Fast-forward to the mid-2000s. Roden was married, an admin with the Texas Academy of Mathematics and Science, and he, with wife Emily, regularly hosted a discussion group called Drink & Think. Thanks to the booze, Drink & Think became enormously popular among Denton’s young and creative sets—“A lot of the times, it was just ‘Drink & Drink’ ”—a chance to dig into a potpourri of topics, from movies, to the nature of God, to the definition of art. It attracted a colorful cast of characters: students, social activists, professors, politicians, even the homeless and some indie rockers.

In 2007, Roden says, this community was galvanized by a controversy surrounding Fry Street, Denton’s historic artistic haven. An out-of-town developer had purchased the block and threatened to raze it. “He wanted to build a damn Walgreens!” says Roden, still incredulous. Ultimately, the developer won, and decades of culture were demolished. “This was a center of culture in a community that understands itself as artistic and creative. It was like sucking the soul out of the people.” 

In the aftermath of Fry Street, many of Roden’s set became involved in local government. Roden had volunteered before for a couple of City Council initiatives, but in 2011, he found himself a newly elected Denton City Councilman, for progressive District 1.

On October 30, Roden came upon the Sriracha controversy after reading one of The Atlantic’s blogs. Instantly, his brain started churning. Within hours, he had spoken with Denton’s Office of Economic Development, posted the open letter, and created a Twitter hashtag to set a social-media wildfire. (Incidentally, the initial hashtag was misspelled—#Siracha2Denton—calling into question the hipster politician’s cred as a pre-fad fiend.)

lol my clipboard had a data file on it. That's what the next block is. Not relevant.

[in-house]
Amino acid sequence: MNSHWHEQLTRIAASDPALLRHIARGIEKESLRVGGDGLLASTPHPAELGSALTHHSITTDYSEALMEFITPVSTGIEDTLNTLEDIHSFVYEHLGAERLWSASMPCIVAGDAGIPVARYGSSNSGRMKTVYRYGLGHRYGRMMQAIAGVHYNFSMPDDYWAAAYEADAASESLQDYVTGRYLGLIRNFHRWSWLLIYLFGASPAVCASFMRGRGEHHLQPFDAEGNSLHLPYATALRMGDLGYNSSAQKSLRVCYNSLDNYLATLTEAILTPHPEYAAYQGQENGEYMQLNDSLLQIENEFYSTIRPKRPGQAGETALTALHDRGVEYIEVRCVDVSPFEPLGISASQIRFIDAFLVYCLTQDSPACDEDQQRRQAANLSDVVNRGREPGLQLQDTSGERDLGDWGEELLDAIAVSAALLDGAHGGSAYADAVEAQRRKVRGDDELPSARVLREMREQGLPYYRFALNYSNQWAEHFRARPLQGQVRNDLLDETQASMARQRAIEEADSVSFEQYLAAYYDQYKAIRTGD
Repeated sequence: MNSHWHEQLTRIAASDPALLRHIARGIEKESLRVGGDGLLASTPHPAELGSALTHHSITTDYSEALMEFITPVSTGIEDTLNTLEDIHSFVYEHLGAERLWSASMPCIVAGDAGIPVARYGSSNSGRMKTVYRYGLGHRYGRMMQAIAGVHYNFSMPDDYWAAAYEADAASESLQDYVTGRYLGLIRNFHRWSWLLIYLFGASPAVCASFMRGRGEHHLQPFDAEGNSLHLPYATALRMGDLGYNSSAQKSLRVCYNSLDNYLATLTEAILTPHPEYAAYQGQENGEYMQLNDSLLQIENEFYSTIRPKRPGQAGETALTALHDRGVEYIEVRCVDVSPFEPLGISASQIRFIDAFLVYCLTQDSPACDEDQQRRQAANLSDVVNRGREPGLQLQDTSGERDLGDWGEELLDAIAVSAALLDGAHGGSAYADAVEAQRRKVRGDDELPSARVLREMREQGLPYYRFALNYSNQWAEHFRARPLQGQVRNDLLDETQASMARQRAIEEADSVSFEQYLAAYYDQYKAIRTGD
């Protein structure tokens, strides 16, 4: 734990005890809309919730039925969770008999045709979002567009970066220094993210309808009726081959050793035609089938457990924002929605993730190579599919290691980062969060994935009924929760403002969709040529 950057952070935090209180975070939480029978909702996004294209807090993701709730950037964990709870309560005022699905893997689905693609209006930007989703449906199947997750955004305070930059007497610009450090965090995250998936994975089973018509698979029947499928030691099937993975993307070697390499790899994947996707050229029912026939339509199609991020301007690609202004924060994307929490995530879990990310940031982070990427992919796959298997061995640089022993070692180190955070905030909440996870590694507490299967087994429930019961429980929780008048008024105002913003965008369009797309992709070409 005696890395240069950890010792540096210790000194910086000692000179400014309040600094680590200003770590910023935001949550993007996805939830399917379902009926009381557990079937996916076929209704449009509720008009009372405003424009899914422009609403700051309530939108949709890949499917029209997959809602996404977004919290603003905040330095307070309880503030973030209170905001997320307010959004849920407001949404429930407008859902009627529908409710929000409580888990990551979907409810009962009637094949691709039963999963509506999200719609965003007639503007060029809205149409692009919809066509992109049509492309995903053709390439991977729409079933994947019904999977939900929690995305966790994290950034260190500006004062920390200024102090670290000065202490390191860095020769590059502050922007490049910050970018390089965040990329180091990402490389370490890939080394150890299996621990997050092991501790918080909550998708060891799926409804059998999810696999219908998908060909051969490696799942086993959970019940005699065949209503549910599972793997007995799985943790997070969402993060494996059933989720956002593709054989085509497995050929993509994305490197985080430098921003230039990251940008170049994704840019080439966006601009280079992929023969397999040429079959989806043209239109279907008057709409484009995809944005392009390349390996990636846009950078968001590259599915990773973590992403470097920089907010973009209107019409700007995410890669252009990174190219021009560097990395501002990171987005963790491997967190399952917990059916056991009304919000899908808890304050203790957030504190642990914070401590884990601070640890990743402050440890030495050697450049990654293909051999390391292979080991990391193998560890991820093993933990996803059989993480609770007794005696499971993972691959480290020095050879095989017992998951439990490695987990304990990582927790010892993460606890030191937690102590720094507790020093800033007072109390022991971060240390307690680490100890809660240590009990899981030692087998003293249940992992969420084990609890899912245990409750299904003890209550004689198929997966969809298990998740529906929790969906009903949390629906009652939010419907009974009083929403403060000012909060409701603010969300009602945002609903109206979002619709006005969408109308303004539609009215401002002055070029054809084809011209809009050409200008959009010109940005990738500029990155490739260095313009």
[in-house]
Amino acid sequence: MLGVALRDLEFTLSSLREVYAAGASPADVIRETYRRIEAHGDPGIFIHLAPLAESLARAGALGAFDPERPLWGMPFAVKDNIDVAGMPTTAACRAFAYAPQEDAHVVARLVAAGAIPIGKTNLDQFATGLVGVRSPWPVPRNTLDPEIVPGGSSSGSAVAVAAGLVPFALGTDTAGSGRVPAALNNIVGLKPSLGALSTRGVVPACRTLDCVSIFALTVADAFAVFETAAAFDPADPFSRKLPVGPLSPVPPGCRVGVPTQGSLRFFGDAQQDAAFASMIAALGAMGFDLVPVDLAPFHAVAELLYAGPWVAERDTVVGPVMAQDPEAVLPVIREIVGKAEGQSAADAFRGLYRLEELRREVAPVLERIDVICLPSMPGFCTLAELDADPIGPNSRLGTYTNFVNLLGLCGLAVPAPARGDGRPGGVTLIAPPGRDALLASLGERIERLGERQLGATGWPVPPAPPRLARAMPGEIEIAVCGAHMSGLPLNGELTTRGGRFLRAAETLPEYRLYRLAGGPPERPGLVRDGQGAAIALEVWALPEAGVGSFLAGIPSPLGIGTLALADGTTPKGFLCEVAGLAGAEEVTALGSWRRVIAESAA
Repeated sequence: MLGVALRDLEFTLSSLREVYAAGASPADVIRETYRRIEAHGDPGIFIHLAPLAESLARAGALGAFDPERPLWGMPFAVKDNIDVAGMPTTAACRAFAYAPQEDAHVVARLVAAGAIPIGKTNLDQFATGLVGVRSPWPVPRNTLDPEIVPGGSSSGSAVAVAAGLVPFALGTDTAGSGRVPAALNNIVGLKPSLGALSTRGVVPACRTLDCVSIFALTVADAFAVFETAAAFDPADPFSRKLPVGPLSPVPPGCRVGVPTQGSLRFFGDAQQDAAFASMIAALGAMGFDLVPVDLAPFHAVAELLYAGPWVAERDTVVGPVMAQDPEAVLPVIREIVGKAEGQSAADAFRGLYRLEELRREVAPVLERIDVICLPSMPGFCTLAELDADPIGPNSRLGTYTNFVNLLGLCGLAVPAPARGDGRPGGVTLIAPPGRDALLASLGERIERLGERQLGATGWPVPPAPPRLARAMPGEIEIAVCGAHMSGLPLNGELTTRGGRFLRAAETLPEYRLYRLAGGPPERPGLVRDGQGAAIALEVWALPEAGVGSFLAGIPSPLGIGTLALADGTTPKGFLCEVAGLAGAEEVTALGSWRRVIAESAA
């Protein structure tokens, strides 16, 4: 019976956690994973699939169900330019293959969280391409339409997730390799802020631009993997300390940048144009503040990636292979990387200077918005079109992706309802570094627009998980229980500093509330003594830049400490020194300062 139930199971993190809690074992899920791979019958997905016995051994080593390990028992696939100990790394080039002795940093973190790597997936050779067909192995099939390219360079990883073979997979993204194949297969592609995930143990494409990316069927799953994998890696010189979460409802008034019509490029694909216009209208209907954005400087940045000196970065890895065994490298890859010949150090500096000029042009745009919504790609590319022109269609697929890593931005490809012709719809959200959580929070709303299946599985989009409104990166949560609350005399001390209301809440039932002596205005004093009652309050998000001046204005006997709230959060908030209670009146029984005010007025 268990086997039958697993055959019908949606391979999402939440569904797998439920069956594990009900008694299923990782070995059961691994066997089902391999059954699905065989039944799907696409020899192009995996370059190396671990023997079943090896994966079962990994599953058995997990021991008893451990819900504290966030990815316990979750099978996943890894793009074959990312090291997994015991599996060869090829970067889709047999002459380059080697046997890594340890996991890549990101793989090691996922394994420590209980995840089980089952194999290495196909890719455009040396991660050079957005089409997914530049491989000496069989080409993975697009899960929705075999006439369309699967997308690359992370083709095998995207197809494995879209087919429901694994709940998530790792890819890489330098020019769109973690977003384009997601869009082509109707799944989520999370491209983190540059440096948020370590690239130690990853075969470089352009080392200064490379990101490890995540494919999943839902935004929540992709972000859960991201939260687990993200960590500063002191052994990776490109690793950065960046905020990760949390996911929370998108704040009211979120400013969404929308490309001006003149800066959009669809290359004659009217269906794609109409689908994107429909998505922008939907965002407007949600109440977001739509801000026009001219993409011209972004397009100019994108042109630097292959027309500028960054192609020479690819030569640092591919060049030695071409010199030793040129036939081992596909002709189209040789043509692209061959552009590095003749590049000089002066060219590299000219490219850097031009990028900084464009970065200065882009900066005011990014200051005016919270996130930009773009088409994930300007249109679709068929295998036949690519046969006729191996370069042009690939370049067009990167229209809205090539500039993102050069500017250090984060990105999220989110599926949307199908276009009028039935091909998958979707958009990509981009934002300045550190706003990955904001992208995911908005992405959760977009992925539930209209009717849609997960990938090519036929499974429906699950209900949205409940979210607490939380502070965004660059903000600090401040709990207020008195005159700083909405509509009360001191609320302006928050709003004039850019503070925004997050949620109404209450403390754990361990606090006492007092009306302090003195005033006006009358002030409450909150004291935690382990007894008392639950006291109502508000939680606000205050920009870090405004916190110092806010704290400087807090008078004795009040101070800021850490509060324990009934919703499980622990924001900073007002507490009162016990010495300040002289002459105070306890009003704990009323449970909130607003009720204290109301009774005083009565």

He pitched the city to Huy Fong as a hip, young place that would complement Sriracha’s cult rep. In the open letter, he touted Denton as “the indie music capital of Texas” and “a city of 48,000 college students.” He also listed its selling propositions: among them, “cheap land,” “shovel-ready industrial sites,” and “an emerging urban farm district.”

But would Huy Fong bite? Unlikely. As of this writing, the court has partially granted the plaintiffs’ request for a preliminary injunction, requiring Huy Fong to cease any operations producing the fumes. But, by the time of the court order, Huy Fong had already completed its yearly chile-processing cycle—the ostensible cause of the odor—so it was unclear how the injunction would affect Sriracha production.

Roden says Huy Fong is aware of his proposal, but it hasn’t contacted him nor has it responded to his phone calls. He’s guessing the company isn’t willing to talk during a heated legal dispute. But he readily admits a mistake in his early strategy: “I should’ve just picked up the phone and called them.”

But there’s been a side effect to the campaign. Roden has been fielding inquiries from investors across the nation who want to learn more about Denton. “I wasn’t expecting this,” he says, “but I’ll take it.” And perhaps less welcome for this progressive politician, Roden has earned comparisons to Texas Governor Rick Perry, a Republican who has ruffled feathers by trying to poach companies from other states, including California.

Still, Roden hasn’t given up on Sriracha. He says he’s playing the long game, that one of America’s fastest-growing food producers (according to a Bloomberg Businessweek story) may eventually want to open additional facilities outside of California; if it does, Denton might be on its mind, thanks to his opening gambit. Until then, this deferred Sriracha savior will be waiting.